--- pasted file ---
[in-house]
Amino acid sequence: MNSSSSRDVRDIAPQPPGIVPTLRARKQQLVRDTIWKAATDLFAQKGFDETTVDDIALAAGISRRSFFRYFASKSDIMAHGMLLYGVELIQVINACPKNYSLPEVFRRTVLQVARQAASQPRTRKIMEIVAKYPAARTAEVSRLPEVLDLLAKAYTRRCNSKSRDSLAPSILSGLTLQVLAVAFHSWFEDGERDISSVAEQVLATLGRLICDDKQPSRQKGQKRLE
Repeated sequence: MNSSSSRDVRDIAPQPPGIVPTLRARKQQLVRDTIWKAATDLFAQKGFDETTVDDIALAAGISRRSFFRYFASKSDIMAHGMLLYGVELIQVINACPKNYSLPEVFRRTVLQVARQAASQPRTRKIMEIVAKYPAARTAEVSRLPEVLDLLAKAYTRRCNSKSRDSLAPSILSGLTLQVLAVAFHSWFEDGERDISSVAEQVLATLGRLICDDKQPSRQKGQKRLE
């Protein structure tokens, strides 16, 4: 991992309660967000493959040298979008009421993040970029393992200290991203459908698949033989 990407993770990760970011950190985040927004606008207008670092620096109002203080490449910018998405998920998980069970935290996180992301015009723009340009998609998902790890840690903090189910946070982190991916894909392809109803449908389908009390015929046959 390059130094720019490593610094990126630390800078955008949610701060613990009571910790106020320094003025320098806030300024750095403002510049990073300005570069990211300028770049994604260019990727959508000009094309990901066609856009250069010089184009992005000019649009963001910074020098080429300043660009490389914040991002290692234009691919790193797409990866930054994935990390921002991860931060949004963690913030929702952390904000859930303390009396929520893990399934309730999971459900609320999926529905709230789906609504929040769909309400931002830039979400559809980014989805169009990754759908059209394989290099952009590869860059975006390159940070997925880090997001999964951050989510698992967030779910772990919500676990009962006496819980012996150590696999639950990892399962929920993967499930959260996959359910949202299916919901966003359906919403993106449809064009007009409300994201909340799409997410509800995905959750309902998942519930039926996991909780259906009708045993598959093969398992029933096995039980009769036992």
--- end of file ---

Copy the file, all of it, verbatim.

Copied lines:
[in-house]
Amino acid sequence: MNSSSSRDVRDIAPQPPGIVPTLRARKQQLVRDTIWKAATDLFAQKGFDETTVDDIALAAGISRRSFFRYFASKSDIMAHGMLLYGVELIQVINACPKNYSLPEVFRRTVLQVARQAASQPRTRKIMEIVAKYPAARTAEVSRLPEVLDLLAKAYTRRCNSKSRDSLAPSILSGLTLQVLAVAFHSWFEDGERDISSVAEQVLATLGRLICDDKQPSRQKGQKRLE
Repeated sequence: MNSSSSRDVRDIAPQPPGIVPTLRARKQQLVRDTIWKAATDLFAQKGFDETTVDDIALAAGISRRSFFRYFASKSDIMAHGMLLYGVELIQVINACPKNYSLPEVFRRTVLQVARQAASQPRTRKIMEIVAKYPAARTAEVSRLPEVLDLLAKAYTRRCNSKSRDSLAPSILSGLTLQVLAVAFHSWFEDGERDISSVAEQVLATLGRLICDDKQPSRQKGQKRLE
């Protein structure tokens, strides 16, 4: 991992309660967000493959040298979008009421993040970029393992200290991203459908698949033989 990407993770990760970011950190985040927004606008207008670092620096109002203080490449910018998405998920998980069970935290996180992301015009723009340009998609998902790890840690903090189910946070982190991916894909392809109803449908389908009390015929046959 390059130094720019490593610094990126630390800078955008949610701060613990009571910790106020320094003025320098806030300024750095403002510049990073300005570069990211300028770049994604260019990727959508000009094309990901066609856009250069010089184009992005000019649009963001910074020098080429300043660009490389914040991002290692234009691919790193797409990866930054994935990390921002991860931060949004963690913030929702952390904000859930303390009396929520893990399934309730999971459900609320999926529905709230789906609504929040769909309400931002830039979400559809980014989805169009990754759908059209394989290099952009590869860059975006390159940070997925880090997001999964951050989510698992967030779910772990919500676990009962006496819980012996150590696999639950990892399962929920993967499930959260996959359910949202299916919901966003359906919403993106449809064009007009409300994201909340799409997410509800995905959750309902998942519930039926996991909780259906009708045993598959093969398992029933096995039980009769036992």